Multiple regression was conducted on each of the seven hypotheses in this study, and it was determined that transformational leadership style and transactional leadership style were predictors of perception of emotion, managing others’ emotions and utilization of emotion. This study also revealed that transformational leadership style was a predictor of managing own emotions. Surprisingly, transactional leadership style was not a predictor of managing own emotions. As expected, there was no significant correlation discovered between passive-avoidant leadership style and emotional intelligence. Furthermore, the results showed that emotional intelligence was a predictor of both transformational and transactional leadership styles. This study discovered that gender was a significant variable, and females scored higher than males in the emotional intelligence component of managing others’ emotions.
The findings in this study coincide with the body of literature that exists, which revealed positive relationships between emotional intelligence components and transformational and transactional leadership styles.
Dr. Eniola Olagundoye has a Ph.D. in Leadership Studies, from Our Lady of the Lake University, an M.B.A. in Management also from Our Lady of the Lake University, and a B.B.A. in General Business from Texas Southern University. His research areas are technology, emotional intelligence, leadership studies, and business. He has over 20 years’ experience in information technology, and He has served and consulted to more than 48 different clients from all over the world. The Author is currently a Consultant with Tata Consultancy Services and an Adjunct Professor at Texas Southern University.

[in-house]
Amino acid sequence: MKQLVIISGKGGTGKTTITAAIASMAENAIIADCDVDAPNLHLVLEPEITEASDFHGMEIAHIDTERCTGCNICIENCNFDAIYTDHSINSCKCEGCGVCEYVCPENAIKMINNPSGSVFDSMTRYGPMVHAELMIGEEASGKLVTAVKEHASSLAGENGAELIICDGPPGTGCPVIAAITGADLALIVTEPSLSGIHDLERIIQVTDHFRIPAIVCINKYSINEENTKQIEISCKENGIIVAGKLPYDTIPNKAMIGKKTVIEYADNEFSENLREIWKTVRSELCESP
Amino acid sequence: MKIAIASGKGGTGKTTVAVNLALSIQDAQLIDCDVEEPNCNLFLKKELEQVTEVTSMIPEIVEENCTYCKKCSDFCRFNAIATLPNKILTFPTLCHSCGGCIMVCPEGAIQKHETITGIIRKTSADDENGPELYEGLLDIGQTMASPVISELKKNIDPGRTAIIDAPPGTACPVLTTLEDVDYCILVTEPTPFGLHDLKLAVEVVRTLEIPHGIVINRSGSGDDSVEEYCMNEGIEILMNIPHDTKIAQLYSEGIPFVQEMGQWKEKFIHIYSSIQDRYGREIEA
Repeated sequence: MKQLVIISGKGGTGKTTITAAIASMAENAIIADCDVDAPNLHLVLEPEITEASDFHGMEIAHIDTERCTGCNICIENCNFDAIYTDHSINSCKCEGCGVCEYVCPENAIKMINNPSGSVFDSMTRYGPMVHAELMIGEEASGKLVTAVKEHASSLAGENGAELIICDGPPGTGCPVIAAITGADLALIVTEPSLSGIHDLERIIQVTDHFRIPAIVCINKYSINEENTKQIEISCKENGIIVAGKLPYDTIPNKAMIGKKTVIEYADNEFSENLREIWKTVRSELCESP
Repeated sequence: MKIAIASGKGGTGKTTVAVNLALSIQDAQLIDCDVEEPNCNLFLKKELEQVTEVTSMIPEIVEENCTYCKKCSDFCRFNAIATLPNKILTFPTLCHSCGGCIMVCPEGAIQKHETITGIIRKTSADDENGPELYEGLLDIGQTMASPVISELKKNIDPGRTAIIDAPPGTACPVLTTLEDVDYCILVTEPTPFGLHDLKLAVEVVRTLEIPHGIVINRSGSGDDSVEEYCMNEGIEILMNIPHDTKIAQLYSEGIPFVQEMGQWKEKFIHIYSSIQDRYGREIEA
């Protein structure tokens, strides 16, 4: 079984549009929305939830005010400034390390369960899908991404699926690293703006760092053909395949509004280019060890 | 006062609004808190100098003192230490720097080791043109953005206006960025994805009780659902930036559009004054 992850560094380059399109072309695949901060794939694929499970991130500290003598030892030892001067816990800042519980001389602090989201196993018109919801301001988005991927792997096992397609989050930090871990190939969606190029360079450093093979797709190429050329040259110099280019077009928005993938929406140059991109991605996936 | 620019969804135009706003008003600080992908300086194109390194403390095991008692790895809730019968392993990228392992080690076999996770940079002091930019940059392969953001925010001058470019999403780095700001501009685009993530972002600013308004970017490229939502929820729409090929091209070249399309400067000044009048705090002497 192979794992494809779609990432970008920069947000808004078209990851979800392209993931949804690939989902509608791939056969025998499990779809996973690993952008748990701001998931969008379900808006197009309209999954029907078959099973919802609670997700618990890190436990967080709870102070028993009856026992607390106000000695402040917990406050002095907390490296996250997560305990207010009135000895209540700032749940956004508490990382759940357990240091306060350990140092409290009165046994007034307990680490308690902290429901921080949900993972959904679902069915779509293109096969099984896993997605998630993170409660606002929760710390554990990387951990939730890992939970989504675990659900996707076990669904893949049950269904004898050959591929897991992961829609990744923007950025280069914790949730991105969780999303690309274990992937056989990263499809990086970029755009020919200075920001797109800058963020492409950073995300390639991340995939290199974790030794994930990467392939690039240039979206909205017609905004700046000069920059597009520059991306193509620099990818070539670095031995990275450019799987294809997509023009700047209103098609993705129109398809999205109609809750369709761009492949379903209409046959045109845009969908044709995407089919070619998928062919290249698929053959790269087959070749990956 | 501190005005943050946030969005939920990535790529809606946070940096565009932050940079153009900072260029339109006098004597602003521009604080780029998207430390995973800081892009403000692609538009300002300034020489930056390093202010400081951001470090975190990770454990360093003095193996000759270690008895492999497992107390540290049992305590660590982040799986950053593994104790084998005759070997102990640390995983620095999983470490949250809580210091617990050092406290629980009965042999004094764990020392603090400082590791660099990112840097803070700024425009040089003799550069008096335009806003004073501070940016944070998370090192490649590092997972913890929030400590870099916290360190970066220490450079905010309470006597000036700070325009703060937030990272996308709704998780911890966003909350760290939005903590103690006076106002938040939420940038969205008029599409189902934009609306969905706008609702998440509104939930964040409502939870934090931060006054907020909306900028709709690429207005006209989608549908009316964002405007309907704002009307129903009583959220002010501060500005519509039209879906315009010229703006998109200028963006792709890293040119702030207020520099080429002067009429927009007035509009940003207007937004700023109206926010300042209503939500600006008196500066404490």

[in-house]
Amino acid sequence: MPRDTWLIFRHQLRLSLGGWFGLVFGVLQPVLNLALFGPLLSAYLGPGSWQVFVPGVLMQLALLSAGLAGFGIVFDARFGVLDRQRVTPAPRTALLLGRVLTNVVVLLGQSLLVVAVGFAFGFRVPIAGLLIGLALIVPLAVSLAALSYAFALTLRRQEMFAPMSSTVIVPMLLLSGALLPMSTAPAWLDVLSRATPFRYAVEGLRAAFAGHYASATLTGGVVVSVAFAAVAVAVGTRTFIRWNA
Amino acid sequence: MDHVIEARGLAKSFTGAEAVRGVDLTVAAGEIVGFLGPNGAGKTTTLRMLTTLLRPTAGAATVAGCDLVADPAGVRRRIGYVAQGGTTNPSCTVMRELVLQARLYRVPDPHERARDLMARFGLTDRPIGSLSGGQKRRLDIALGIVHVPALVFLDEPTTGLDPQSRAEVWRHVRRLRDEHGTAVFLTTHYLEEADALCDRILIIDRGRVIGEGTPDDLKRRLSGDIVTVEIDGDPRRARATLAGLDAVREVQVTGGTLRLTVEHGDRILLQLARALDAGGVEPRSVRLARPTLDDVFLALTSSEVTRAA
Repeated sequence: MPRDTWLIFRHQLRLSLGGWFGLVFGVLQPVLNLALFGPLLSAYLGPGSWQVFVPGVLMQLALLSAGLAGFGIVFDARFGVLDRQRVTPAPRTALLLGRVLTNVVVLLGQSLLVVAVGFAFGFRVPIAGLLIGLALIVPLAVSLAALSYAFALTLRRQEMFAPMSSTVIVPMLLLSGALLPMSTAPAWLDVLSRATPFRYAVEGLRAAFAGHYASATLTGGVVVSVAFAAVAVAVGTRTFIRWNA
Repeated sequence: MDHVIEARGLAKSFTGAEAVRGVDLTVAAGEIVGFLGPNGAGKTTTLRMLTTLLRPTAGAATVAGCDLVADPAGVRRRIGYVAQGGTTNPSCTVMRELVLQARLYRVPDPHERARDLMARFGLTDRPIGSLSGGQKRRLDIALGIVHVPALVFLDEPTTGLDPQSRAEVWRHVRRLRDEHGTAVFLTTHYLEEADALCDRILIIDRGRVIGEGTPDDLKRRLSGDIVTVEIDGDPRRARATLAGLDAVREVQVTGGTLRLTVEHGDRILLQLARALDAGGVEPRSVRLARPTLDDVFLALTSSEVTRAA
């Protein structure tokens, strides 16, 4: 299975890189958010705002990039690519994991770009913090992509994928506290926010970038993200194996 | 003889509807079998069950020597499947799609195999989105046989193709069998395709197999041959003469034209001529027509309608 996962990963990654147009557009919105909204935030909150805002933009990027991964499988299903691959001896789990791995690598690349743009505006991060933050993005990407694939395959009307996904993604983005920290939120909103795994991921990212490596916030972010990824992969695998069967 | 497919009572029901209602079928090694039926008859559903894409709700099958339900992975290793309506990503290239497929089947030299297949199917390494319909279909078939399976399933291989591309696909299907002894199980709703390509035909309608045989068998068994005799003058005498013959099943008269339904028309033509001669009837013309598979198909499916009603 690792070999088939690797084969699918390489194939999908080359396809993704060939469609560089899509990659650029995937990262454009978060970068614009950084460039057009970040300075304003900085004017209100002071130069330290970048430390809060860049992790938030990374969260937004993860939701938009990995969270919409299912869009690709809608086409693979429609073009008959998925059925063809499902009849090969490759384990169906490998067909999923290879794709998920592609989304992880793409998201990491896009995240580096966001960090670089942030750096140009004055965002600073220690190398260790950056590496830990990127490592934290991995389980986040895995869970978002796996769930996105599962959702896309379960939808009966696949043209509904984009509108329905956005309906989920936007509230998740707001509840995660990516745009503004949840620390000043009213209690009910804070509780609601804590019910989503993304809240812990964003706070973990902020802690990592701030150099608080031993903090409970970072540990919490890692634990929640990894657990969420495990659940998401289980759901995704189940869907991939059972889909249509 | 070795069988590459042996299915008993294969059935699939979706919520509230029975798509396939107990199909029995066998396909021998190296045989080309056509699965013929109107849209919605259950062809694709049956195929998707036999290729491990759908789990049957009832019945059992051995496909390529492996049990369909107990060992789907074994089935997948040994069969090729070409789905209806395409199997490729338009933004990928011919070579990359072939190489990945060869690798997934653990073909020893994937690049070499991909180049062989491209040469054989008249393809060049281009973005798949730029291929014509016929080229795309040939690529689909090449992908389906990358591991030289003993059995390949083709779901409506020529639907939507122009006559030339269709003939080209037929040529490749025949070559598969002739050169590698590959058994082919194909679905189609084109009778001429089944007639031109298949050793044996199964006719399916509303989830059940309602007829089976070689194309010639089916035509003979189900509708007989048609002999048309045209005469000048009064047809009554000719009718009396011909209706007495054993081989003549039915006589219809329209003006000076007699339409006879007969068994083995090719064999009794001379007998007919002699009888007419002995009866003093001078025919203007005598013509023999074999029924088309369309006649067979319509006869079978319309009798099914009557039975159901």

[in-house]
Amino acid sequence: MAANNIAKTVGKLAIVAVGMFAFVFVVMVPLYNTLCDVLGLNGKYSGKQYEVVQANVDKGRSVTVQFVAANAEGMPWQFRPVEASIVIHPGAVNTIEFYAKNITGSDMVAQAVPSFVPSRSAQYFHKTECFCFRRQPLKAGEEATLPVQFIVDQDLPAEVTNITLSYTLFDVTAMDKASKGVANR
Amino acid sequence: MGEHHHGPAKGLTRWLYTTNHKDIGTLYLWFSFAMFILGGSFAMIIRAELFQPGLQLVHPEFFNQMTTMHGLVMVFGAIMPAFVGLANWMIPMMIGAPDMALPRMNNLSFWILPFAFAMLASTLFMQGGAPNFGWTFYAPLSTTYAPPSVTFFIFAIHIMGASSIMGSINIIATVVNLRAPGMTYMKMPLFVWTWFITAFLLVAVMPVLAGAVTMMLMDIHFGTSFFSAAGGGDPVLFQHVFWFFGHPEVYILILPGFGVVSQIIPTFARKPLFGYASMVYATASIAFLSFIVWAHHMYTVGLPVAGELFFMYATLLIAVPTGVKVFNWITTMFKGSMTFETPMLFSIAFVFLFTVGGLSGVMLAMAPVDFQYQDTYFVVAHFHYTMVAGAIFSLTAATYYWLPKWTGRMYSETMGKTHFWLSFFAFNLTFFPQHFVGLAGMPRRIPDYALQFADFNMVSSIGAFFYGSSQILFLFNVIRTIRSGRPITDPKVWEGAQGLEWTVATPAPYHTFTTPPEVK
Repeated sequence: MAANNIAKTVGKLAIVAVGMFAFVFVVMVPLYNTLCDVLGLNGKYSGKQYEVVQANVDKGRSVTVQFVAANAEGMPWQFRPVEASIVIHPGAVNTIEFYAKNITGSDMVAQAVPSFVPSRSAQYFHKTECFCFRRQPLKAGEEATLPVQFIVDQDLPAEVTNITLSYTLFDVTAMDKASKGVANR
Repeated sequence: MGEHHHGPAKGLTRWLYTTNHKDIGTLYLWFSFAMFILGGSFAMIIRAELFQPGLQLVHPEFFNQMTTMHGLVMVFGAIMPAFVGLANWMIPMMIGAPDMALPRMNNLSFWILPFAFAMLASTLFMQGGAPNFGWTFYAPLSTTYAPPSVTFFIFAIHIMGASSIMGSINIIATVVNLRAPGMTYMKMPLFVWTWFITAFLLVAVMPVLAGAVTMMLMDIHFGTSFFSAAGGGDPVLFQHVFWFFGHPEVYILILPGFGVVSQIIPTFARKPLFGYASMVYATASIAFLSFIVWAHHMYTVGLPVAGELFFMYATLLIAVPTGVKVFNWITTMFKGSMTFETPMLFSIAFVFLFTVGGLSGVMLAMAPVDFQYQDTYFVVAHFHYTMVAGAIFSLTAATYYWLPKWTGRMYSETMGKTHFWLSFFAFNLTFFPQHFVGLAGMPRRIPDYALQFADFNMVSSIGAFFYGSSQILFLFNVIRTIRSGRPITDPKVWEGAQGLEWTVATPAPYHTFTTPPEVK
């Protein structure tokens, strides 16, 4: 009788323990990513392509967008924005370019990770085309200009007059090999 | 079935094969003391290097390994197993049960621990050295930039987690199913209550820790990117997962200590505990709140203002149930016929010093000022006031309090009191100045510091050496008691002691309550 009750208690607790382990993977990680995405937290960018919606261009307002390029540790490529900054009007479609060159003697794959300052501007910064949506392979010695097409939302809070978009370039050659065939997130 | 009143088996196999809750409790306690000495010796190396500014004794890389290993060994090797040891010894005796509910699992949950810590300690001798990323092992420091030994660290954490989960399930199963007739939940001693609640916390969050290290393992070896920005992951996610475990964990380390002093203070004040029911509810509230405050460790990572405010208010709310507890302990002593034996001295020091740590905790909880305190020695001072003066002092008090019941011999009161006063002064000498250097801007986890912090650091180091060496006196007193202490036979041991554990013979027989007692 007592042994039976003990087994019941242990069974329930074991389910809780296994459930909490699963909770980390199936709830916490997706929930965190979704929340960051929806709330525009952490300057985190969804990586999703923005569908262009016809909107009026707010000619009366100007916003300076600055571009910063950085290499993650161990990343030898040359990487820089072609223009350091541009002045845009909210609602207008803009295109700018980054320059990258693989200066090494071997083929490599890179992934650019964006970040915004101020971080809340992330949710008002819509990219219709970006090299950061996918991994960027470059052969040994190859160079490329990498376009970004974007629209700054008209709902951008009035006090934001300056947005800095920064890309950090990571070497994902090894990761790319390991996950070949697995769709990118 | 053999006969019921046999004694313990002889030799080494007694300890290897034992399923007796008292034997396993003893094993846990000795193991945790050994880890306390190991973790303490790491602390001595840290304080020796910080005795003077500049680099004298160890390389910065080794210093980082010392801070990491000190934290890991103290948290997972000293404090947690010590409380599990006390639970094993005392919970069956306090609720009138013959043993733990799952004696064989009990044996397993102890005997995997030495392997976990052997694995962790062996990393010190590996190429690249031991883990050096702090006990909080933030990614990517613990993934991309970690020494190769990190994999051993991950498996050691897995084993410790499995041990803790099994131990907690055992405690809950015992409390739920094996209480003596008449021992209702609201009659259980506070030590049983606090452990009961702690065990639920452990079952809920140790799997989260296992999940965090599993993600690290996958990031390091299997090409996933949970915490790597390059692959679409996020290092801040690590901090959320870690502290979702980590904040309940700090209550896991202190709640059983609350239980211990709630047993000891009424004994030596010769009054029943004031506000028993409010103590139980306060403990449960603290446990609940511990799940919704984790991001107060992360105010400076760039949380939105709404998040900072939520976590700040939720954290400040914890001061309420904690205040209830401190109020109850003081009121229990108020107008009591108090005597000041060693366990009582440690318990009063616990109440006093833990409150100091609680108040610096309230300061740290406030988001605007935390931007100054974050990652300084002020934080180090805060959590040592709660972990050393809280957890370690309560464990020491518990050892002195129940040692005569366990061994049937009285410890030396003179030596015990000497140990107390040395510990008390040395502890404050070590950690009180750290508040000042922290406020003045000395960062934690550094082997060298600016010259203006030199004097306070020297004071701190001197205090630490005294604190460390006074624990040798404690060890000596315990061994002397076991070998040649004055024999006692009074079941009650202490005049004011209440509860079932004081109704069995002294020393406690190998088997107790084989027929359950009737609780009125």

The major points of this definition are that leadership is a group activity, is based on social influence, and revolves around a common task. While this specification seems relatively simple, the reality of leadership is very complex. Intrapersonal factors (thoughts and emotions) interact with interpersonal processes (attraction, communication, and influence) to have effects on a dynamic external environment. Each of these aspects brings complexity to the leadership process. It is the purpose of this book to make that complexity a bit more manageable, increasing the ability to understand what effective leadership is.
This volume offers a comprehensive analysis and integration of the empirical research literature and major theories of leadership. It employs a functional analysis stressing what leaders must do to be effective and specifies the processes related to each function. The chapters provide an extensive review of the major approaches to leadership. Each chapter is discussed with an eye to explaining the basic principles, the research evidence, and where appropriate, the relationship of the theory or research program to other theories. In addition, this volume offers the most comprehensive treatment of cultural and gender factors in leadership of any recent book. The question of male-female differences in leadership style and performance is carefully analyzed against the empirical findings. The ultimate goal of this review of the literature is to provide a basis for the presentation of an integrative model of leadership that brings together function and process and provides an armature for integrating what is known.